Theater Review: 'Arsenic and Old Lace'

Ben Miles

Written in 1939 by American dramatist Joseph Kesselring, “Arsenic and Old Lace” premiered on Broadway in January of 1941. The film adaption, directed by Frank Capra and starring Cary Grant, made its debut in 1944.. Now this classic dark and corny comedy is on the main stage of the Long Beach Playhouse, where it was produced 74 years ago, in 1943.

Efficiently directed by Jeff Brown, with an elegant set design by Greg Fritsche and period perfect mid century costuming by Donna  Fritsche, this “Arsenic and Old Lace” –  though fortified with admirable stagecraft, including Sean Gray’s lucid sound design, Kelsey McGill’s evocative lighting scheme and an admirable and capable cast – is still undermined by Kesselring’s nonsensical script.

Rather than being baffled by Kesselring’s annoying conceit – two matronly middle-aged sisters , Abby and Martha (well played by Yvonne Robertson and Harriet Whitmyer, respectively) bent on homicide – the director underscores the staged craziness by intermittently employing the sound of a cuckoo clock to suggest the benign insanity of the contrived circumstances as an explanation of the sisters’ murderous tendencies.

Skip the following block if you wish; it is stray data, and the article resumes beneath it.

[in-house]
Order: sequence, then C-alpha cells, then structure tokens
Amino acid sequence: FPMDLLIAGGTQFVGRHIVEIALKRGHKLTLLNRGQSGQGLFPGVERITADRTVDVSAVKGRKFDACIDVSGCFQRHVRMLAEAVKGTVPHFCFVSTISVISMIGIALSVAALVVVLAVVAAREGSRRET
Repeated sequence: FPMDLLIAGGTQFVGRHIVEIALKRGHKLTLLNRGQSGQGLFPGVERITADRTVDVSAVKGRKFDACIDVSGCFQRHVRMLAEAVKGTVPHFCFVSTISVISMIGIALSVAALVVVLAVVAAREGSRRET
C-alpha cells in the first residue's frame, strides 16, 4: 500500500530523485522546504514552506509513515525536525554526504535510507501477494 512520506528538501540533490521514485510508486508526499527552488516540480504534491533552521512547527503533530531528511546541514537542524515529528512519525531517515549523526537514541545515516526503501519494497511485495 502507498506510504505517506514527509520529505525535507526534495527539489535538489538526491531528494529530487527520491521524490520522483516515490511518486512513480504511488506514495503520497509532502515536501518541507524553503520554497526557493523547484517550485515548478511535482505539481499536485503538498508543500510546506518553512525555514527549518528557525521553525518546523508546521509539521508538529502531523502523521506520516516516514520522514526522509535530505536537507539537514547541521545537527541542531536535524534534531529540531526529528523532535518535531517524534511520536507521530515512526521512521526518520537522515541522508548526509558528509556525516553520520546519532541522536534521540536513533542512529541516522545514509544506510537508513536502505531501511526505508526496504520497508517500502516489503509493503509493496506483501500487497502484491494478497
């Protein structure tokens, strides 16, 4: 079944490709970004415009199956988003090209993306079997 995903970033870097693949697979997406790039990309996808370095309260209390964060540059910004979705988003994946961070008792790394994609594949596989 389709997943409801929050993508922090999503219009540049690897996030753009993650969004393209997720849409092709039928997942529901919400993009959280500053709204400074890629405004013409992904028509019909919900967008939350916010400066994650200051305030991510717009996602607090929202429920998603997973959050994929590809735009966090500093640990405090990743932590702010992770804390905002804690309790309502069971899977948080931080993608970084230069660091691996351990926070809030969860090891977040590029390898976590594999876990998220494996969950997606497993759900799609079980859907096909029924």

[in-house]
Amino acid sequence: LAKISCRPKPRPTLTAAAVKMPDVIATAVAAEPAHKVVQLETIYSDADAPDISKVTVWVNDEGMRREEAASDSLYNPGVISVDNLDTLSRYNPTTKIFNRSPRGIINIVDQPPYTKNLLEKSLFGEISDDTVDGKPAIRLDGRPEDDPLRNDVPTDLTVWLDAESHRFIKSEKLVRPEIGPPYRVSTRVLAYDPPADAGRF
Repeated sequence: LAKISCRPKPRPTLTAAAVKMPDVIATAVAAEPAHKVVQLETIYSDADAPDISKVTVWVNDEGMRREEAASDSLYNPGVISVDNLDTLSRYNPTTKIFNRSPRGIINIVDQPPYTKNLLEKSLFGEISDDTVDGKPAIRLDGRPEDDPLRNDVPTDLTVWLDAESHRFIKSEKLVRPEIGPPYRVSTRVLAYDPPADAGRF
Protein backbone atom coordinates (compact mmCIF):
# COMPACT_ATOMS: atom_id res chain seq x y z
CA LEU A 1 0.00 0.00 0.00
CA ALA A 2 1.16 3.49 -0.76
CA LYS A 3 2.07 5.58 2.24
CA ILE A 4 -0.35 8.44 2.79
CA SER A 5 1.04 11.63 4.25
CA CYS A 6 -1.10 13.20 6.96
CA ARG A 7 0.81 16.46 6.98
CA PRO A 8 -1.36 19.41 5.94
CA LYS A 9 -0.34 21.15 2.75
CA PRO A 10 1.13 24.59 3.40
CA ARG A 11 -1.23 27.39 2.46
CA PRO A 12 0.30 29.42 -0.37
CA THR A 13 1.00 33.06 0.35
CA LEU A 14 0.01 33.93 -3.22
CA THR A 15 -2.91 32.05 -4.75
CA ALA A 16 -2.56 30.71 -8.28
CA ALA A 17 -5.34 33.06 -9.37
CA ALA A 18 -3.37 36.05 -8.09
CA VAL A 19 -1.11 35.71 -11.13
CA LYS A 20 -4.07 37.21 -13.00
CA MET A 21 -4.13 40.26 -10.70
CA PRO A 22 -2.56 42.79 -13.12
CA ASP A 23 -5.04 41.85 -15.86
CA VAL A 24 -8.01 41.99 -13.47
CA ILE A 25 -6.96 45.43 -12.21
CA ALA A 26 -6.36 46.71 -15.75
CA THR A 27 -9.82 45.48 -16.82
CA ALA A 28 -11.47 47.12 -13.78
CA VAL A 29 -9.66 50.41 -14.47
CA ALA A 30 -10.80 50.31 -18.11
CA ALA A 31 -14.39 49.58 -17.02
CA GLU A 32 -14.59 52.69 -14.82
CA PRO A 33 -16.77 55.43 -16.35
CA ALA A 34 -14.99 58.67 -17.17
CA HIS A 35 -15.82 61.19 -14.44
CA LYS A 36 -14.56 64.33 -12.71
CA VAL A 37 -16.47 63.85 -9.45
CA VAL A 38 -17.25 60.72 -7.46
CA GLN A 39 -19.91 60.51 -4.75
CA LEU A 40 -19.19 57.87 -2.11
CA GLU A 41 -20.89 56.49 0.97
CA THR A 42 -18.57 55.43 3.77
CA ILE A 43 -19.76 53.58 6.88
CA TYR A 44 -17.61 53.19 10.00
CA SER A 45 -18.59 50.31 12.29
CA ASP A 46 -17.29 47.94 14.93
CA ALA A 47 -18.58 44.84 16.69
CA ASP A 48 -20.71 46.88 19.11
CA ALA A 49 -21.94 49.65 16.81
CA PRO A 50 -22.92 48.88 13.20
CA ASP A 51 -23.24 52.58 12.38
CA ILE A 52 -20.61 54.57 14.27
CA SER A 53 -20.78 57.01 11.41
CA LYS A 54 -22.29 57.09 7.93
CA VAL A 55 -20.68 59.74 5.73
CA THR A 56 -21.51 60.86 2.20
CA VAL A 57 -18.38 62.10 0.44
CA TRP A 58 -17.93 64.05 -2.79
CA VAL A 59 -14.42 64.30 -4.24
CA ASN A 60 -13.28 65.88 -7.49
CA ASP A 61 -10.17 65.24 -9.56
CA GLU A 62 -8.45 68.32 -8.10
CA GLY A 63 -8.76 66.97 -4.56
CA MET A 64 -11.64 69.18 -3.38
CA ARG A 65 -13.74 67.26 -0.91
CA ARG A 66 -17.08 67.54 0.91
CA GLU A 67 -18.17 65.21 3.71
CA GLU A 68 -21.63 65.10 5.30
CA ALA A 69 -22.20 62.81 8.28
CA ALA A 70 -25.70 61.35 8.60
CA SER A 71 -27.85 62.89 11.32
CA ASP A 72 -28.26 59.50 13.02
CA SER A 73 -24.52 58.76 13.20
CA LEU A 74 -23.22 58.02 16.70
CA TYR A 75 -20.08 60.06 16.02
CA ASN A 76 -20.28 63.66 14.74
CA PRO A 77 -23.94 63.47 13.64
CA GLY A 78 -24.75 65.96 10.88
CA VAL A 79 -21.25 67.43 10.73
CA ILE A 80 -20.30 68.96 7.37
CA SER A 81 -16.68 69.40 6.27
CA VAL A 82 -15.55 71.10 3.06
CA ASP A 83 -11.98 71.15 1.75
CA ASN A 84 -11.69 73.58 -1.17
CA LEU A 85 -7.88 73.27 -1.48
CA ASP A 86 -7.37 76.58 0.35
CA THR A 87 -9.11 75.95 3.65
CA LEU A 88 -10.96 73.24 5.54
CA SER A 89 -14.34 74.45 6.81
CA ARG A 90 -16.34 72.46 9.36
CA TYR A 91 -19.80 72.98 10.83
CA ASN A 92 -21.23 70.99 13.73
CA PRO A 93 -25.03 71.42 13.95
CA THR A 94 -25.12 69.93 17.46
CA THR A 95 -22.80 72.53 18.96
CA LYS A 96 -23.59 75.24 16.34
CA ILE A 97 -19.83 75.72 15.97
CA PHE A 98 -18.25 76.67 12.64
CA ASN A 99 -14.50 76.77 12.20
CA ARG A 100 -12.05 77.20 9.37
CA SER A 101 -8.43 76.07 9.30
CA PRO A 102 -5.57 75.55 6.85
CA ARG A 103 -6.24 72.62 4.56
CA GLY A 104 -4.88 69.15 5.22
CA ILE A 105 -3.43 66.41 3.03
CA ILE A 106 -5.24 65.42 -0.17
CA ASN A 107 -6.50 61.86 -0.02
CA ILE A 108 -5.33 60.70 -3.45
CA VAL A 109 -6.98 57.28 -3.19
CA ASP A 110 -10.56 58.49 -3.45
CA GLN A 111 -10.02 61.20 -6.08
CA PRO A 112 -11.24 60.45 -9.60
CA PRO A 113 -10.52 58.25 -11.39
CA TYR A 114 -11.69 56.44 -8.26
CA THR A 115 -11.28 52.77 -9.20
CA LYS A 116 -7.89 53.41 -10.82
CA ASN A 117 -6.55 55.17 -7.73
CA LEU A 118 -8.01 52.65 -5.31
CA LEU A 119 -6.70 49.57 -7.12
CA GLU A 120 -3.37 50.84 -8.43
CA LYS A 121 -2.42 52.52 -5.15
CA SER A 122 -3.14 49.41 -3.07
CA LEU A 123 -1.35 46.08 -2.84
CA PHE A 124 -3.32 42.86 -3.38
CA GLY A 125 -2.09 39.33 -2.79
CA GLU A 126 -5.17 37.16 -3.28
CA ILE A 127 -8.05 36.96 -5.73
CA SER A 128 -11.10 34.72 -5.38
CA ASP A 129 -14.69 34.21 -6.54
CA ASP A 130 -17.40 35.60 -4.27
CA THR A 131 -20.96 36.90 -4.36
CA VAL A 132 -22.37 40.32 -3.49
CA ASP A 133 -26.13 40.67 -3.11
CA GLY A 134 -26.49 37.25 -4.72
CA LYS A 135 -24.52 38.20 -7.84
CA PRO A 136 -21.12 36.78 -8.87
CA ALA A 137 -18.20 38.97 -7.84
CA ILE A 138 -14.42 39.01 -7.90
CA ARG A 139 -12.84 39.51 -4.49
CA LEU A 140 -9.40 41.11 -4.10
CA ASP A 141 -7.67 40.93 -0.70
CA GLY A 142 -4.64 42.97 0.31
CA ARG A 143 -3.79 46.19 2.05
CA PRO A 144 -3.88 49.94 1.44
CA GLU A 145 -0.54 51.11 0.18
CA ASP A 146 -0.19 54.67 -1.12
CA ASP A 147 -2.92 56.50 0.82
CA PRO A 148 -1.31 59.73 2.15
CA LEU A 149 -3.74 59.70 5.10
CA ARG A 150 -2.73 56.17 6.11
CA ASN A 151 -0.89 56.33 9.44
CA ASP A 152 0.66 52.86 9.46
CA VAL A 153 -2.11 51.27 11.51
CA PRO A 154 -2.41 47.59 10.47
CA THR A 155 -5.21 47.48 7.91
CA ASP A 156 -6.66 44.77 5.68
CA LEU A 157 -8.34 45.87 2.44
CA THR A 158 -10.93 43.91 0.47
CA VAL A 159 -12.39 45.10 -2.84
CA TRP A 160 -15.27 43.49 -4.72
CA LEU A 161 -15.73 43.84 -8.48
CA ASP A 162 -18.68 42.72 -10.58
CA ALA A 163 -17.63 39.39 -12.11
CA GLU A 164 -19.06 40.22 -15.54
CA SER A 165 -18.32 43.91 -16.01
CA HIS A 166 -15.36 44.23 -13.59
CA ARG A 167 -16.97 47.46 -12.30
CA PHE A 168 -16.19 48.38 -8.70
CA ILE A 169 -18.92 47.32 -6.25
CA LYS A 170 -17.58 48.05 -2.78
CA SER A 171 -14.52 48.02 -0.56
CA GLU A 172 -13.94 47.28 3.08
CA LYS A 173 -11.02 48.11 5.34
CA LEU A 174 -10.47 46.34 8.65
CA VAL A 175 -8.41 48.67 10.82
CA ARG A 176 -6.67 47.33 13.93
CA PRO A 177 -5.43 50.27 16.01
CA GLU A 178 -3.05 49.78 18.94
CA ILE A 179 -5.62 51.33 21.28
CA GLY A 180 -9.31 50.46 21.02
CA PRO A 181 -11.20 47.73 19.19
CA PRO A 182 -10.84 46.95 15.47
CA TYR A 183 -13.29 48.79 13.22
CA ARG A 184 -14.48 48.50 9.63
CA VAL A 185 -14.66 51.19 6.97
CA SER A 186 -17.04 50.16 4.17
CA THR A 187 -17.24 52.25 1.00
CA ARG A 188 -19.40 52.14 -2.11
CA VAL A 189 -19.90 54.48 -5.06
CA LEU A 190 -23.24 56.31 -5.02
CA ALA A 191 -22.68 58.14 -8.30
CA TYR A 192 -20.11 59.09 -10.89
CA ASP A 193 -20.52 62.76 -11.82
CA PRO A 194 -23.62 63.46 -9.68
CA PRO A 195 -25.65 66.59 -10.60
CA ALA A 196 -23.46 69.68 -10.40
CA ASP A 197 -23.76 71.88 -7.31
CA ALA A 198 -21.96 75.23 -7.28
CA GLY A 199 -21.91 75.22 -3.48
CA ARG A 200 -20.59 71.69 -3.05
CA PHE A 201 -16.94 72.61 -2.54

The players work to make this cuckoo comedy function, and despite the script’s logical barriers preventing us in the audience from willingly suspending our disbelief, we are charmed and amused by the performances of Alexander Ryhs as a delusional nephew of the murdering matrons who believes he’s Teddy Roosevelt; Bradley Roa ll as Teddy’s brother, Mortimer, a haughty theater critic; AllieRose Nava as Elaine, Mortimer’s put upon fiancé; David Edward Reyes as Teddy and Mortimer’s criminally wayward brother, Jonathan; and Danny Rangel adding a comically creepy edge to his portrayal of Jonathan’s plastic surgeon Dr. Einstein.

Additionally, colorful character acting by Scott Green and Aaron Warren as Officers Brophy and Klein is a production plus. As are the supporting efforts of Rick Werbin and David Hillinger, both doing double duty in two roles a piece, Werbin as Dr. Harper and Lieutenant Rooney and Hillinger as Gibbs and Witherspoon. But the scene stealing turn in this production is Desi Molinari as Officer O’Hara, a role that is meant for a man but is feminized and made entirely delightful by Molinari’s skills and charm.

“Arsenic and Old Lace” continues through Dec. 2. Evening performances are Fridays and Saturdays at 8 p.m. Matinees are Sundays at 2 p.m. The Playhouse is located at 5021 Anaheim St., Long Beach. For reservations, call (562) 494-1014. For online ticketing, visits


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